February 12, 2013
Senator Ed Meyer
Legislative Office Building
Hartford, CT 06106-1591
Dear Senator Meyer,
I hope this letter finds you well and in good spirit. I write to raise a matter of concern regarding a piece of legislation you are promoting that would legalize assisted suicide.
Personally, both here and in Australia, I have worked closely with the dying for over 30 years. It is through this direct experience with patients and their families that I find the intent, and the loose, open-ended language of Proposed Bill No. 48 incredibly mystifying and profoundly disturbing.
Fundamentally different from Living Wills, the practice of assisted suicide definitively sets in stone a moment that is better left to emerge on its own. This is not an endeavor that our government should initiate, endorse or enable. Indeed, death has its own built-in inertia, and suicide is not something for which we should actively offer assistance.
Professionally, I can attest, seeing time and time again, that the dynamics and processes incumbent in dying consistently crystallize the beauty of living, especially for those who remain. I’ve watched as parents have imparted definitively enduring blessing upon their children, and children have received defining empowerment for life. Similarly crucial engagements also occur with wider family, friends, acquaintances and care-givers.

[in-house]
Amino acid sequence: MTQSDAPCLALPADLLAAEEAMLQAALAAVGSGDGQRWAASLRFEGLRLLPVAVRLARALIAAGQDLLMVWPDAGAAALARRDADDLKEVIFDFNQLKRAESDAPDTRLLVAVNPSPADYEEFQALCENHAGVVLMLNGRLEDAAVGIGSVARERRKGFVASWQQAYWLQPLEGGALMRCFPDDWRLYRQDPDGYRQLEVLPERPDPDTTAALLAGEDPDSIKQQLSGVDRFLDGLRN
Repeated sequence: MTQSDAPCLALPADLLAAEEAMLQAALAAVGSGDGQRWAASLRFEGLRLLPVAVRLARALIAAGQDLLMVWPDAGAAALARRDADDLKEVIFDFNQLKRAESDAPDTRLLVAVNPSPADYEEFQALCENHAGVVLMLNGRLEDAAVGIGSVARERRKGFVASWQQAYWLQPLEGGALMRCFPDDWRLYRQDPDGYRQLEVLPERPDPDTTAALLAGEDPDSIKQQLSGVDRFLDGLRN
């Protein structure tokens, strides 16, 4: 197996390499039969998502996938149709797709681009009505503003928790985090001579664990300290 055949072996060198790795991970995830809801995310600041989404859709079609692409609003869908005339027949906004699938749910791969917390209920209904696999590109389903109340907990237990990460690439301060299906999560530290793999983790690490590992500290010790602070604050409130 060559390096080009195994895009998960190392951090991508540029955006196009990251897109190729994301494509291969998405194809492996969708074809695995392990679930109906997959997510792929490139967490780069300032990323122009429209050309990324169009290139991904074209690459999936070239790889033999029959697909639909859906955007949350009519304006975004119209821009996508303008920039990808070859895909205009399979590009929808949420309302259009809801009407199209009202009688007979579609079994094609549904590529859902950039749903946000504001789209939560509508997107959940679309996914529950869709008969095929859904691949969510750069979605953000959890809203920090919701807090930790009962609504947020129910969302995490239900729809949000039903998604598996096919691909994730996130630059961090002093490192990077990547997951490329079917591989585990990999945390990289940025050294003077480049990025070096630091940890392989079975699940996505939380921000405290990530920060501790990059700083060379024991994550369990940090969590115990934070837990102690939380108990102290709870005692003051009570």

Introducing undefined notions of suffering, ostensibly sustaining measures like yours, in concert with the common suggestion that people’s objections are primarily religious, are approaches based in fundamental ignorance — relying upon that same lack of awareness to gain broader support. They set up false impressions and premises that are far afield of the truth. Proposed Bill No. 48 is a sad societal mistake, at best, whether or not it is religiously sound.
As predominantly displayed daily, in hospitals and in hospice, apart from incompetence, the dying need not suffer at all, or perish without dignity. Therefore, assisted suicide simply suspends natural courses as it curtails compassion, only sparing people breath and life. The government legislatively permitting such an approach, while expedient in saving some money, squanders our decency.
Surely we should be about protecting the dying and enabling the living. Such engagement will keep us all abundantly busy, and may well produce results likely to honor the elemental actuality of death, specifically because it enhances the healthy pursuit of life.
Rev. Bill Keane
(note to the reader: Proposed Bill No. 48 is now House Bill 6645, even more chilling in full expression. And, I never received a response from the good Senator…)